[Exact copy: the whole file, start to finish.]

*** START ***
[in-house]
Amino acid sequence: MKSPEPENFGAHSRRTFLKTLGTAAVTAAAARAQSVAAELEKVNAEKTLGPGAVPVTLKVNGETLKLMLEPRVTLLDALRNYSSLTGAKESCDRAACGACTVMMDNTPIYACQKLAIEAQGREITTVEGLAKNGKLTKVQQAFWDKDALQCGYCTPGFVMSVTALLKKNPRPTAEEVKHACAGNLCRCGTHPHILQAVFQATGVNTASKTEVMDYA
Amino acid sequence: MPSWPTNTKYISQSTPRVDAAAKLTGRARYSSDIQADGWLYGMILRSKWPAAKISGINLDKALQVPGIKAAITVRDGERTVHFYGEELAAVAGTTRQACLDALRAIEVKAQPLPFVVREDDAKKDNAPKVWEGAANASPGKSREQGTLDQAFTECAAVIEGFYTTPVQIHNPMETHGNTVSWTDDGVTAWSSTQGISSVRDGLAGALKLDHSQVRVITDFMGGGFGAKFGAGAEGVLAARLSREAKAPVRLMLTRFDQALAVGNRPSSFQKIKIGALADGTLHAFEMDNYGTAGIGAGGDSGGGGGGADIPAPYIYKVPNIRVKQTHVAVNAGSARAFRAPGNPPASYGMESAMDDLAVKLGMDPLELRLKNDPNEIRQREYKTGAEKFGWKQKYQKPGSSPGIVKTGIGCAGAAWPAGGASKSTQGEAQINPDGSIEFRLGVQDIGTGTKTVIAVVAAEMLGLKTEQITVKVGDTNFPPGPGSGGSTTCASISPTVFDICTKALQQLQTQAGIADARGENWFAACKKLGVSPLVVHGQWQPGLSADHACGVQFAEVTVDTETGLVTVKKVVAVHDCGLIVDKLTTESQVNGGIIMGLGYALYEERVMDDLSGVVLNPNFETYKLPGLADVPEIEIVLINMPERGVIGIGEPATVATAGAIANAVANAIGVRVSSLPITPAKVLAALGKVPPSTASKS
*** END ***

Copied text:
[in-house]
Amino acid sequence: MKSPEPENFGAHSRRTFLKTLGTAAVTAAAARAQSVAAELEKVNAEKTLGPGAVPVTLKVNGETLKLMLEPRVTLLDALRNYSSLTGAKESCDRAACGACTVMMDNTPIYACQKLAIEAQGREITTVEGLAKNGKLTKVQQAFWDKDALQCGYCTPGFVMSVTALLKKNPRPTAEEVKHACAGNLCRCGTHPHILQAVFQATGVNTASKTEVMDYA
Amino acid sequence: MPSWPTNTKYISQSTPRVDAAAKLTGRARYSSDIQADGWLYGMILRSKWPAAKISGINLDKALQVPGIKAAITVRDGERTVHFYGEELAAVAGTTRQACLDALRAIEVKAQPLPFVVREDDAKKDNAPKVWEGAANASPGKSREQGTLDQAFTECAAVIEGFYTTPVQIHNPMETHGNTVSWTDDGVTAWSSTQGISSVRDGLAGALKLDHSQVRVITDFMGGGFGAKFGAGAEGVLAARLSREAKAPVRLMLTRFDQALAVGNRPSSFQKIKIGALADGTLHAFEMDNYGTAGIGAGGDSGGGGGGADIPAPYIYKVPNIRVKQTHVAVNAGSARAFRAPGNPPASYGMESAMDDLAVKLGMDPLELRLKNDPNEIRQREYKTGAEKFGWKQKYQKPGSSPGIVKTGIGCAGAAWPAGGASKSTQGEAQINPDGSIEFRLGVQDIGTGTKTVIAVVAAEMLGLKTEQITVKVGDTNFPPGPGSGGSTTCASISPTVFDICTKALQQLQTQAGIADARGENWFAACKKLGVSPLVVHGQWQPGLSADHACGVQFAEVTVDTETGLVTVKKVVAVHDCGLIVDKLTTESQVNGGIIMGLGYALYEERVMDDLSGVVLNPNFETYKLPGLADVPEIEIVLINMPERGVIGIGEPATVATAGAIANAVANAIGVRVSSLPITPAKVLAALGKVPPSTASKS